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ArrayList.BinarySearch Method (Object, IComparer)

Searches the entire sorted ArrayList for an element using the specified comparer and returns the zero-based index of the element.

Namespace:  System.Collections
Assembly:  mscorlib (in mscorlib.dll)

public virtual int BinarySearch(
	Object value,
	IComparer comparer


Type: System.Object
The Object to locate. The value can be null.
Type: System.Collections.IComparer
The IComparer implementation to use when comparing elements.
null to use the default comparer that is the IComparable implementation of each element.

Return Value

Type: System.Int32
The zero-based index of value in the sorted ArrayList, if value is found; otherwise, a negative number, which is the bitwise complement of the index of the next element that is larger than value or, if there is no larger element, the bitwise complement of Count.


comparer is null and neither value nor the elements of ArrayList implement the IComparable interface.


comparer is null and value is not of the same type as the elements of the ArrayList.

The comparer customizes how the elements are compared. For example, you can use a CaseInsensitiveComparer instance as the comparer to perform case-insensitive string searches.

If comparer is provided, the elements of the ArrayList are compared to the specified value using the specified IComparer implementation. The elements of the ArrayList must already be sorted in increasing value according to the sort order defined by comparer; otherwise, the result might be incorrect.

If comparer is null, the comparison is done using the IComparable implementation provided by the element itself or by the specified value. The elements of the ArrayList must already be sorted in increasing value according to the sort order defined by the IComparable implementation; otherwise, the result might be incorrect.

Comparing null with any type is allowed and does not generate an exception when using IComparable. When sorting, null is considered to be less than any other object.

If the ArrayList contains more than one element with the same value, the method returns only one of the occurrences, and it might return any one of the occurrences, not necessarily the first one.

If the ArrayList does not contain the specified value, the method returns a negative integer. You can apply the bitwise complement operation (~) to this negative integer to get the index of the first element that is larger than the search value. When inserting the value into the ArrayList, this index should be used as the insertion point to maintain the sort order.

This method is an O(log n) operation, where n is Count.

The following example creates an ArrayList of colored animals. The provided IComparer performs the string comparison for the binary search. The results of both an iterative search and a binary search are displayed.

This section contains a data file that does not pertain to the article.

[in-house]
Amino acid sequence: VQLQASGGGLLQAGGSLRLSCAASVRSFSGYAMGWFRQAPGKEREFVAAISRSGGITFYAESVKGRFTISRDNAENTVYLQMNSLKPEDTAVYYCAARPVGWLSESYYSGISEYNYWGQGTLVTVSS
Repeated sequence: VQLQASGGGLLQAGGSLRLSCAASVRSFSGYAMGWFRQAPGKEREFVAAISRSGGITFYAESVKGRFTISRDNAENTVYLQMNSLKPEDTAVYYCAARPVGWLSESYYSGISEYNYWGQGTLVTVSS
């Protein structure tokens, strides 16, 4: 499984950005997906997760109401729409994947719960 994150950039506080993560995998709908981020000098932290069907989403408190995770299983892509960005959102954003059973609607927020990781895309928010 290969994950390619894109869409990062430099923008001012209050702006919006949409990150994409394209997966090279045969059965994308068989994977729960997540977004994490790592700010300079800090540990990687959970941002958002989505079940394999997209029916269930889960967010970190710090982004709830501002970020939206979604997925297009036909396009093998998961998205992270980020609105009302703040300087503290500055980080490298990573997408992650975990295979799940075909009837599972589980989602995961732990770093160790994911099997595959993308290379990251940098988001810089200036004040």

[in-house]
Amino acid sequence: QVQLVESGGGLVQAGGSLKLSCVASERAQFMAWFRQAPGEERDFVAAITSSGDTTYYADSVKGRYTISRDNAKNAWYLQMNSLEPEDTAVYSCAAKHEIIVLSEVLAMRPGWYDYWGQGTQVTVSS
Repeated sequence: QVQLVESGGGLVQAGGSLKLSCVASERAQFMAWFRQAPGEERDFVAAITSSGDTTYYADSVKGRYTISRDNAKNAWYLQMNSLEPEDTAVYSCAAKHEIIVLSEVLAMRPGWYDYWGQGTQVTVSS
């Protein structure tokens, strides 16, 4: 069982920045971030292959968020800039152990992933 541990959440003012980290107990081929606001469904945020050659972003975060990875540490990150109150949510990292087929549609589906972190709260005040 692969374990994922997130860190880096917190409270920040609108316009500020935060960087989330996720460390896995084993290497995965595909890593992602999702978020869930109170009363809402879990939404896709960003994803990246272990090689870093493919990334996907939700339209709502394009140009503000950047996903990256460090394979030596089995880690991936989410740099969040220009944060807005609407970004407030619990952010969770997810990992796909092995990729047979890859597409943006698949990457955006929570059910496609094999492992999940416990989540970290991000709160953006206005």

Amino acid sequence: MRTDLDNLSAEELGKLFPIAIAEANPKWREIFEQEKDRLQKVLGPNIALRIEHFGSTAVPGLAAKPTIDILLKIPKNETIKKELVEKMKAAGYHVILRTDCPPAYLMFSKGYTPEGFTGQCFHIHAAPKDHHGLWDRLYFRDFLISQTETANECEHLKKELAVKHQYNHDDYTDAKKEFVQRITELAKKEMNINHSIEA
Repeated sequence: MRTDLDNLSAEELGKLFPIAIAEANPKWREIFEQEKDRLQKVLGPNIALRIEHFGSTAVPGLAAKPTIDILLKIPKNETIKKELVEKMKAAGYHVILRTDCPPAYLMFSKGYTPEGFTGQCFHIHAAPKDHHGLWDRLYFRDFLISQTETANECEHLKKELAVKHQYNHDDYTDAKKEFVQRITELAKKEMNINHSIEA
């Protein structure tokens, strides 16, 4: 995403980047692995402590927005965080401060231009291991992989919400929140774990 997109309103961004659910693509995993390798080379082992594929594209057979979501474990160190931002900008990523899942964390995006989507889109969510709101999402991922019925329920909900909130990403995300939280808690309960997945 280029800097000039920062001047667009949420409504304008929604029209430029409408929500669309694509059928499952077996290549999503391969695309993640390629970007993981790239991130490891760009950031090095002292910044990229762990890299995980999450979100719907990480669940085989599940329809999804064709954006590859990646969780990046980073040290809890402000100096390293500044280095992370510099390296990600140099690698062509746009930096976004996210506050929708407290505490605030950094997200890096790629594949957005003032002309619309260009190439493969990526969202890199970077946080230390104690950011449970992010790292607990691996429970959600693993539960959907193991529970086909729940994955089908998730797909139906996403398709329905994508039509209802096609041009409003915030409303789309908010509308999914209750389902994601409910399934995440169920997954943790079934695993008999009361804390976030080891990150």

using System;
using System.Collections;

public class SimpleStringComparer : IComparer
    int IComparer.Compare(object x, object y)
        string cmpstr = (string)x;
        return cmpstr.CompareTo((string)y);

public class MyArrayList : ArrayList
    public static void Main()
        // Creates and initializes a new ArrayList.
        MyArrayList coloredAnimals = new MyArrayList();

        coloredAnimals.Add("White Tiger");
        coloredAnimals.Add("Pink Bunny");
        coloredAnimals.Add("Red Dragon");
        coloredAnimals.Add("Green Frog");
        coloredAnimals.Add("Blue Whale");
        coloredAnimals.Add("Black Cat");
        coloredAnimals.Add("Yellow Lion");

        // BinarySearch requires a sorted ArrayList.

        // Compare results of an iterative search with a binary search
        int index = coloredAnimals.IterativeSearch("White Tiger");
        Console.WriteLine("Iterative search, item found at index: {0}", index);

        index = coloredAnimals.BinarySearch("White Tiger", new SimpleStringComparer());
        Console.WriteLine("Binary search, item found at index:    {0}", index);

    public int IterativeSearch(object finditem)
        int index = -1;

        for (int i = 0; i < this.Count; i++)
            if (finditem.Equals(this[i]))
                index = i;
        return index;
// This code produces the following output.
// Iterative search, item found at index: 5
// Binary search, item found at index:    5

.NET Framework

Supported in: 4, 3.5, 3.0, 2.0, 1.1, 1.0

.NET Framework Client Profile

Supported in: 4, 3.5 SP1

Windows 7, Windows Vista SP1 or later, Windows XP SP3, Windows XP SP2 x64 Edition, Windows Server 2008 (Server Core not supported), Windows Server 2008 R2 (Server Core supported with SP1 or later), Windows Server 2003 SP2

The .NET Framework does not support all versions of every platform. For a list of the supported versions, see .NET Framework System Requirements.